How to Start Prioritizing Yourself and Stop Being Everything to Everyone All the Time

The phone alarm went off today and I did a rare thing. Rather than leap out of bed like the alarm was a war call invoking a mad dash to the kitchen to brew coffee, and a hallway speed walk to the bedroom to apply eyeliner, lipgloss, and eyebrow pencil to prep for a Zoom […]

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Stop letting your needs slip to the wayside for everyone else.
Stop letting your needs slip to the wayside for everyone else.

The phone alarm went off today and I did a rare thing. Rather than leap out of bed like the alarm was a war call invoking a mad dash to the kitchen to brew coffee, and a hallway speed walk to the bedroom to apply eyeliner, lipgloss, and eyebrow pencil to prep for a Zoom video conference (which is the normal protocol), I slid the alarm setting to “off.” Right before I dozed back to sleep for another two hours, however, an e-mail notification popped into my line of sight. It was a client sending a list of questions/requests. For a moment I thought, will they ever remember to copy my assistant? The subsequent moment maybe I should reply now. Or just get up…ugh but I’m tired. Then I told myself this: Stop people-pleasing. Do something for you. The e-mails can wait. The next two hours I slept like a baby. And why not? I had no scheduled calls. Work (as well as client e-mails) could be put on hiatus for a bit.

If you are an entrepreneur, self-employed, or working remotely due to the pandemic, and feel stressed about being constantly available for others, professional and otherwise, chances are you have a people-pleasing problem.

The reality is you cannot be everything to everyone all the time. If you are, you will never be able to be anything for yourself– which leads to increased anxiety and later, even burnout.

It’s not easy. If you identify as purpose-forward, empathetic, or sensitive, these transitions will not happen overnight.

As I write this, an e-mail notification popped up (I know, I can get rid of these…it’s on the “to-do” list). Did it momentarily cause anxiety about replying? Did I think, should I pause my writing to handle this? Of course, I did. But in an effort to train myself to prioritize my needs, I am resisting the urge to reply.

Most things can wait. And what I’ve learned is the tendency to always reply and be in “support mode,” is more compulsory than anything else. In other words, your need to be everything to everyone is not serving them, it is a mechanism that makes yourself feel momentarily better about yourself. This ultimately can more harm than good, unfortunately.

Prioritizing your needs is not an act of neglect to your clients, business, or obligations. It is an act of self-respect.

So how do you know if you need to be better about prioritizing yourself ?

  • You worry about replying to all e-mails the second they come in, versus designating set times each day to check and reply to e-mail
  • No matter what you’re in the middle of (work project or otherwise) you drop what you’re doing to help someone the moment their request comes (friend, relative, colleague, client, etc).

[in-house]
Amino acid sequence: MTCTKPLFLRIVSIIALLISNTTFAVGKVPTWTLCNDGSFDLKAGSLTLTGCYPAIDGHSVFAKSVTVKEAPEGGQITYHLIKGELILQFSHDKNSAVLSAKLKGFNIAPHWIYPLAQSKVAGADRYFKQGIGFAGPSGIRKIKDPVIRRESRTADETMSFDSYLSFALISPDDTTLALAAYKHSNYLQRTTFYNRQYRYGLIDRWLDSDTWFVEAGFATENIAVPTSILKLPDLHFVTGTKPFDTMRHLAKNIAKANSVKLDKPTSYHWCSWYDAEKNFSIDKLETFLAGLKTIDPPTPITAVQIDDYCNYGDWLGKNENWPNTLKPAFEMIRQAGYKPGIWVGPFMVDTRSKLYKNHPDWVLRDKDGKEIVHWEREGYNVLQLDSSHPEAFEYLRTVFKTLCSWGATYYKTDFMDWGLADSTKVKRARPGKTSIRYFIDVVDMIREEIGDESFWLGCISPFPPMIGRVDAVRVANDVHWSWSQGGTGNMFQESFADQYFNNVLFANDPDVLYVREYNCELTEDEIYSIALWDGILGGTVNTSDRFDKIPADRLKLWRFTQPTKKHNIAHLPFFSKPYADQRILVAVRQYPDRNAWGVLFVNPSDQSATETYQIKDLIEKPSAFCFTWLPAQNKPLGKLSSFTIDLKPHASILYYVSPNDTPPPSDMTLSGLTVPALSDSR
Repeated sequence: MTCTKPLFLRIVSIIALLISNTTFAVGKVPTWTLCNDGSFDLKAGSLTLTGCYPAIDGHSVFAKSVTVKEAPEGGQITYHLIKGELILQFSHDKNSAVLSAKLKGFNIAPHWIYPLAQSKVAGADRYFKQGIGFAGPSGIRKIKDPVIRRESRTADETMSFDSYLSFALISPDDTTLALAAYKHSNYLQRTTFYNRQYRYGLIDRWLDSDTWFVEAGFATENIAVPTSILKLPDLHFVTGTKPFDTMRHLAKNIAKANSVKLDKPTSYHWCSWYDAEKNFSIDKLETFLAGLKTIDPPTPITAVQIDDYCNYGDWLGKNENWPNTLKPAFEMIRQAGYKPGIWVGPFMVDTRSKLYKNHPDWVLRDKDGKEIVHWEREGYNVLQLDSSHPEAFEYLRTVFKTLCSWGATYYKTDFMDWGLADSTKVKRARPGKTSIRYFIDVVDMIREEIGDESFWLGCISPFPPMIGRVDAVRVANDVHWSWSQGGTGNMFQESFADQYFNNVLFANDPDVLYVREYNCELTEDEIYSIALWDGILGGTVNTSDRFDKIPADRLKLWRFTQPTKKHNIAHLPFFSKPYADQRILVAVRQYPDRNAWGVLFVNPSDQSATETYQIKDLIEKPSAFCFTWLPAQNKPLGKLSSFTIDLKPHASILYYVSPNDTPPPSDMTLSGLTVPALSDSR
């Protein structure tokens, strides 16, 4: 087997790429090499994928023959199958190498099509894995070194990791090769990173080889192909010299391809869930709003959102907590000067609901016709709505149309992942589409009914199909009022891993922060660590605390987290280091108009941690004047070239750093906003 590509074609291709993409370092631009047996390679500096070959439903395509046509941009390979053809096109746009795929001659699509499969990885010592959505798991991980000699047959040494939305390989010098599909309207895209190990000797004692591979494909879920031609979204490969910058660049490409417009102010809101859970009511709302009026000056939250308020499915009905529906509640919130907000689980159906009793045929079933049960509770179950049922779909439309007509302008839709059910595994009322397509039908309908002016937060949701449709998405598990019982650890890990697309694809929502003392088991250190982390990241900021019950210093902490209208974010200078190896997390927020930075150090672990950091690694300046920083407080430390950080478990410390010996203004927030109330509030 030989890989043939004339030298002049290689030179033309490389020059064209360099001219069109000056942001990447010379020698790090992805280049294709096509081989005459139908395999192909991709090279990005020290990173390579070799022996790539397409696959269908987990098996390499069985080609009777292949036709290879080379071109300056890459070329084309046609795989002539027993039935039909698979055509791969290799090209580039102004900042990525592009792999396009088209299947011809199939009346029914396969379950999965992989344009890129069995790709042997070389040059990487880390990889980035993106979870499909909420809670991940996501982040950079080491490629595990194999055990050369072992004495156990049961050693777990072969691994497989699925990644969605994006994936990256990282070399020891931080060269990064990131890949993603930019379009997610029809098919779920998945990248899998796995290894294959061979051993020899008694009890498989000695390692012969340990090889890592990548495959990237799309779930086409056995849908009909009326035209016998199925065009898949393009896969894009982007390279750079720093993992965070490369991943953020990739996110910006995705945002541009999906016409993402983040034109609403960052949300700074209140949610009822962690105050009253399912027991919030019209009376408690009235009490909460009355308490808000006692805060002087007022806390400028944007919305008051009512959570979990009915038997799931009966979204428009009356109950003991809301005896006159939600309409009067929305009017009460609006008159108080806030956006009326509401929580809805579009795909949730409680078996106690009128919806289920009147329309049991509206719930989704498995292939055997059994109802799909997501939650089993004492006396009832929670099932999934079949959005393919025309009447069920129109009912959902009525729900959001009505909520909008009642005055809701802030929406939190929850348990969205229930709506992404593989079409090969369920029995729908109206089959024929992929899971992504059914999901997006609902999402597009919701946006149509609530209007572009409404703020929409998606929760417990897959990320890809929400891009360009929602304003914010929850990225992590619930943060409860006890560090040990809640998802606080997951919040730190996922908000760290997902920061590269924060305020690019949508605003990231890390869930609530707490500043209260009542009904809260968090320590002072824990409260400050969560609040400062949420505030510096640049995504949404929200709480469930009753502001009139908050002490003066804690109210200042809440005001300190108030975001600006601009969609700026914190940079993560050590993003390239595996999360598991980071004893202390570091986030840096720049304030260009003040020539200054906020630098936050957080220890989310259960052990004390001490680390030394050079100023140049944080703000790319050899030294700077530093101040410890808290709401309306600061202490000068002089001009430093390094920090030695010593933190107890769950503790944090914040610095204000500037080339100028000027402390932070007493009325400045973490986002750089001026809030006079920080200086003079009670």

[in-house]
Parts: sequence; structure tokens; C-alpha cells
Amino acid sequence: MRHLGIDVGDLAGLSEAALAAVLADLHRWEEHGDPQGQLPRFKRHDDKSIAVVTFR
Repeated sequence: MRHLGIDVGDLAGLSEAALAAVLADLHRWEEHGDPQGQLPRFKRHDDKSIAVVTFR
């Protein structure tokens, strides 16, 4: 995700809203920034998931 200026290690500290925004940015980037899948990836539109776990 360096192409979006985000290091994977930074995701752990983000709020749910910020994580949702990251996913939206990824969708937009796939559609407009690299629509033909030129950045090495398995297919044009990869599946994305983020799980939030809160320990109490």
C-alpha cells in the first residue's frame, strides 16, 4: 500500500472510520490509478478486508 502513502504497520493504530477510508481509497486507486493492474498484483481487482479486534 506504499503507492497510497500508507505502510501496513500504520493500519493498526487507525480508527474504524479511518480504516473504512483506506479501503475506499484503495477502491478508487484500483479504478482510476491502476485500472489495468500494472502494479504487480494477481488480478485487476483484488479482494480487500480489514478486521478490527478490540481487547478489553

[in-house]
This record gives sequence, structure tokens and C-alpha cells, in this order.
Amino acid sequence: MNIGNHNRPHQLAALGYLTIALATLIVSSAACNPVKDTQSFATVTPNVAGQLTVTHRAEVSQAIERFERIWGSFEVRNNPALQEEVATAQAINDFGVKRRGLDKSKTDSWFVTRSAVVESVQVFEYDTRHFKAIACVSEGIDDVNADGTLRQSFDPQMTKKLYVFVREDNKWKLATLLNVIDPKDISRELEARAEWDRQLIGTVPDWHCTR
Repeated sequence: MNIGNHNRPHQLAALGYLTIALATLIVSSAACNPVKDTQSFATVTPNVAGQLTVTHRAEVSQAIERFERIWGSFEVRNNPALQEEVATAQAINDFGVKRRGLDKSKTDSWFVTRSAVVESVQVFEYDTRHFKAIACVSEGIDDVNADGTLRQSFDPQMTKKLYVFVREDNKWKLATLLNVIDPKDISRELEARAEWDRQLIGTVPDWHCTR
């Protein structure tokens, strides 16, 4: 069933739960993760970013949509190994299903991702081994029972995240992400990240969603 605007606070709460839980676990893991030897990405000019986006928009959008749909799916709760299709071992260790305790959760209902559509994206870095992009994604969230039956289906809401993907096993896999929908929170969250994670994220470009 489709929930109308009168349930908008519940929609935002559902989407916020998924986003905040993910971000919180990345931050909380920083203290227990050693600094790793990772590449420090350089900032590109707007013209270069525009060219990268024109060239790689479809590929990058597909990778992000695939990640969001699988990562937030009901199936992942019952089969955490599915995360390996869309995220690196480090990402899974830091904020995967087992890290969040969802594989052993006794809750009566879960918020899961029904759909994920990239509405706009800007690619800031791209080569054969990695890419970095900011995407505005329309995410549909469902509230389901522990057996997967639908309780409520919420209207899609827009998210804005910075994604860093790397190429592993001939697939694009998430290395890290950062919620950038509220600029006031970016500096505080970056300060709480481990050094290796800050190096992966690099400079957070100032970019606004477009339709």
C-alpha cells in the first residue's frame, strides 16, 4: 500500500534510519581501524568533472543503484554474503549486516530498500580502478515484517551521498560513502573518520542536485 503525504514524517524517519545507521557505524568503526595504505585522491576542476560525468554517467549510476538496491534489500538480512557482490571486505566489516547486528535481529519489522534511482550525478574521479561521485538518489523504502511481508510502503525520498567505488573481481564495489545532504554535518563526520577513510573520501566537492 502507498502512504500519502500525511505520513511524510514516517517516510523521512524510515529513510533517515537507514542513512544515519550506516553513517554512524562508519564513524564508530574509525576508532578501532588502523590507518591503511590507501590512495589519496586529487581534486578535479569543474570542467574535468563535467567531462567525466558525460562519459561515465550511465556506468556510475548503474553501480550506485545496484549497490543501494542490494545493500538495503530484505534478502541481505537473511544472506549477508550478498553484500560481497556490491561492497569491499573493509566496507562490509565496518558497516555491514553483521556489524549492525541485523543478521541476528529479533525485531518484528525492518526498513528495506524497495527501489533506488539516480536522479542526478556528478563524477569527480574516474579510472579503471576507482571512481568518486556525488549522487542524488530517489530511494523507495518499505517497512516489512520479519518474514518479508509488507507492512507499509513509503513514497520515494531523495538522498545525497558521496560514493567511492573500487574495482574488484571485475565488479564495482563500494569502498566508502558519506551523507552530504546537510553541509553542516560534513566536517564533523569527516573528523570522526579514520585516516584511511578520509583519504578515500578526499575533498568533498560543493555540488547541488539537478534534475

• Time is so liquid that all minutes, hours, and days seem dedicated to tasks and support for others
  • There is a sense of impending doom that could manifest as uncomfortable physical sensations including headaches and chest discomfort
  • You identify as a perfectionist and type “A” personality

Look, I totally get that you want to be on the top of your game and be the best business owner, employer, employee, mom, sister, friend, etc et al you can be. Being “on” all the time is not the path to this form of success. Prioritizing yourself, on the other hand, is.

The first step to take is to consider how and why you may be falling into these habits. In my case, I have struggled with a need to prove myself as the best in all facets to feel worthy, which stems from childhood issues. With my growing sense of awareness, I have been able to improve my boundary setting, not just with others, but with myself. Boundaries are the first step in pulling back from being everything to everyone all the time.

So how do you begin setting them?

Take small steps, as I did today. If you do not have calls scheduled and you’re tired, why do you need to leap out of bed or immediately reply to that e-mail? Take care of yourself.

Ironically you will feel both bad AND good about making these moves in the beginning. Breaking free from any habit is uncomfortable. The good news is over time it will become easier and easier.

These five small steps have personally helped me drastically pull back from people-pleasing and be better about prioritizing my needs over everyone else’s:

  • Using an e-mail pausing tool like Boomerang for Gmail to force yourself to check your e-mail only every four hours to once a day
  • Firmly telling your significant other that you need time for yourself and ensuring they respect this request (even if it means going to another room and closing the door)
  • Setting a “you first” morning ritual (this is definitely a work in progress–some mornings I sit on the balcony and enjoy my morning coffee while others I leap out of bed as I described above only to fly right onto a Zoom conference)
  • Reminding clients and colleagues you have a 24-48 hour e-mail reply policy and remaining firm on this
  • Positive affirmations to remind yourself of everything you continue to do for people, as you begin doing more for yourself

The last piece of advice is especially important as you may find yourself questioning your commitment to work and relationships as you begin to pull back a bit to give yourself much needed breathing room.

It’s okay. You’re worth it.

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